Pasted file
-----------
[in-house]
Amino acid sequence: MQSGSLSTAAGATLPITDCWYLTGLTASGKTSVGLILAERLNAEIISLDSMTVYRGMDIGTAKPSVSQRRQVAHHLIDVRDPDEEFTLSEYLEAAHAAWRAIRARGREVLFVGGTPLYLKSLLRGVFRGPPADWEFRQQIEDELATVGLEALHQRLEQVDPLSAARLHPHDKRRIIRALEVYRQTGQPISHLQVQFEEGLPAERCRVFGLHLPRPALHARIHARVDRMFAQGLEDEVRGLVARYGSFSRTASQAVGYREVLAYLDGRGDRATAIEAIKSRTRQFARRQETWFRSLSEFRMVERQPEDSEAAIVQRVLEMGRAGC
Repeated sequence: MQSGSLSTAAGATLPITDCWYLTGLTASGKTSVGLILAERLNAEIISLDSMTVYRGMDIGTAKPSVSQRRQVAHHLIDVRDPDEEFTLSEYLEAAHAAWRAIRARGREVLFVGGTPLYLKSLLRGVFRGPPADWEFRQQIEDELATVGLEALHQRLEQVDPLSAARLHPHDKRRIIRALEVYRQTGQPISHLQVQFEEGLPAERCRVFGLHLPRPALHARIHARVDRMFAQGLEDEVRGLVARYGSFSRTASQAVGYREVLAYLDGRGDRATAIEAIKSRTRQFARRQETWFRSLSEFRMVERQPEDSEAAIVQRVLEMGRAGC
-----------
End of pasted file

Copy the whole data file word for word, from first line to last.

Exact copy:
[in-house]
Amino acid sequence: MQSGSLSTAAGATLPITDCWYLTGLTASGKTSVGLILAERLNAEIISLDSMTVYRGMDIGTAKPSVSQRRQVAHHLIDVRDPDEEFTLSEYLEAAHAAWRAIRARGREVLFVGGTPLYLKSLLRGVFRGPPADWEFRQQIEDELATVGLEALHQRLEQVDPLSAARLHPHDKRRIIRALEVYRQTGQPISHLQVQFEEGLPAERCRVFGLHLPRPALHARIHARVDRMFAQGLEDEVRGLVARYGSFSRTASQAVGYREVLAYLDGRGDRATAIEAIKSRTRQFARRQETWFRSLSEFRMVERQPEDSEAAIVQRVLEMGRAGC
Repeated sequence: MQSGSLSTAAGATLPITDCWYLTGLTASGKTSVGLILAERLNAEIISLDSMTVYRGMDIGTAKPSVSQRRQVAHHLIDVRDPDEEFTLSEYLEAAHAAWRAIRARGREVLFVGGTPLYLKSLLRGVFRGPPADWEFRQQIEDELATVGLEALHQRLEQVDPLSAARLHPHDKRRIIRALEVYRQTGQPISHLQVQFEEGLPAERCRVFGLHLPRPALHARIHARVDRMFAQGLEDEVRGLVARYGSFSRTASQAVGYREVLAYLDGRGDRATAIEAIKSRTRQFARRQETWFRSLSEFRMVERQPEDSEAAIVQRVLEMGRAGC